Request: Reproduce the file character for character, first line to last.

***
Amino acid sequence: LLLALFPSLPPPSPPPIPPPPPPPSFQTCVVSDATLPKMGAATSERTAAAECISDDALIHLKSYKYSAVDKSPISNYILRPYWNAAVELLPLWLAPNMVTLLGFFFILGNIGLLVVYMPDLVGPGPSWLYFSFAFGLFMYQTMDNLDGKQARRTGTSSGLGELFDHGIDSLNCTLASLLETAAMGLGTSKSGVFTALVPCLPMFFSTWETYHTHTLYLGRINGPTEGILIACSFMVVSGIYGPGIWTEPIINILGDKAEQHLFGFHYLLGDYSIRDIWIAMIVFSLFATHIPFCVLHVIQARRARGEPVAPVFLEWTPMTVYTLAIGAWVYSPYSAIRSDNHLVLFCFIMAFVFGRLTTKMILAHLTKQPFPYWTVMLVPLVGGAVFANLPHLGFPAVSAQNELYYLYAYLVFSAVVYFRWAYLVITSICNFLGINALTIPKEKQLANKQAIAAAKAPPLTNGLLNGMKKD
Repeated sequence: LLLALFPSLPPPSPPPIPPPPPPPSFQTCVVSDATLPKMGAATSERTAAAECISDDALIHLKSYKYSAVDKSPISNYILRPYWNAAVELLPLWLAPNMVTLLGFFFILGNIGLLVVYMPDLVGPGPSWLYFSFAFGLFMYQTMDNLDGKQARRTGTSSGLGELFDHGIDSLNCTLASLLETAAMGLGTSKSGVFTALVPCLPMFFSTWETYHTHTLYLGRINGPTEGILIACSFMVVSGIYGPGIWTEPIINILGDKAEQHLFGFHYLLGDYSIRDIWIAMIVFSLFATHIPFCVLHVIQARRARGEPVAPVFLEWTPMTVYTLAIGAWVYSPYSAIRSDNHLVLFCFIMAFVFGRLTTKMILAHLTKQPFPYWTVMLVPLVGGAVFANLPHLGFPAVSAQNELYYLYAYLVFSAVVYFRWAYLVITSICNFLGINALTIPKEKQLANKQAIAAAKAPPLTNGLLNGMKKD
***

Amino acid sequence: LLLALFPSLPPPSPPPIPPPPPPPSFQTCVVSDATLPKMGAATSERTAAAECISDDALIHLKSYKYSAVDKSPISNYILRPYWNAAVELLPLWLAPNMVTLLGFFFILGNIGLLVVYMPDLVGPGPSWLYFSFAFGLFMYQTMDNLDGKQARRTGTSSGLGELFDHGIDSLNCTLASLLETAAMGLGTSKSGVFTALVPCLPMFFSTWETYHTHTLYLGRINGPTEGILIACSFMVVSGIYGPGIWTEPIINILGDKAEQHLFGFHYLLGDYSIRDIWIAMIVFSLFATHIPFCVLHVIQARRARGEPVAPVFLEWTPMTVYTLAIGAWVYSPYSAIRSDNHLVLFCFIMAFVFGRLTTKMILAHLTKQPFPYWTVMLVPLVGGAVFANLPHLGFPAVSAQNELYYLYAYLVFSAVVYFRWAYLVITSICNFLGINALTIPKEKQLANKQAIAAAKAPPLTNGLLNGMKKD
Repeated sequence: LLLALFPSLPPPSPPPIPPPPPPPSFQTCVVSDATLPKMGAATSERTAAAECISDDALIHLKSYKYSAVDKSPISNYILRPYWNAAVELLPLWLAPNMVTLLGFFFILGNIGLLVVYMPDLVGPGPSWLYFSFAFGLFMYQTMDNLDGKQARRTGTSSGLGELFDHGIDSLNCTLASLLETAAMGLGTSKSGVFTALVPCLPMFFSTWETYHTHTLYLGRINGPTEGILIACSFMVVSGIYGPGIWTEPIINILGDKAEQHLFGFHYLLGDYSIRDIWIAMIVFSLFATHIPFCVLHVIQARRARGEPVAPVFLEWTPMTVYTLAIGAWVYSPYSAIRSDNHLVLFCFIMAFVFGRLTTKMILAHLTKQPFPYWTVMLVPLVGGAVFANLPHLGFPAVSAQNELYYLYAYLVFSAVVYFRWAYLVITSICNFLGINALTIPKEKQLANKQAIAAAKAPPLTNGLLNGMKKD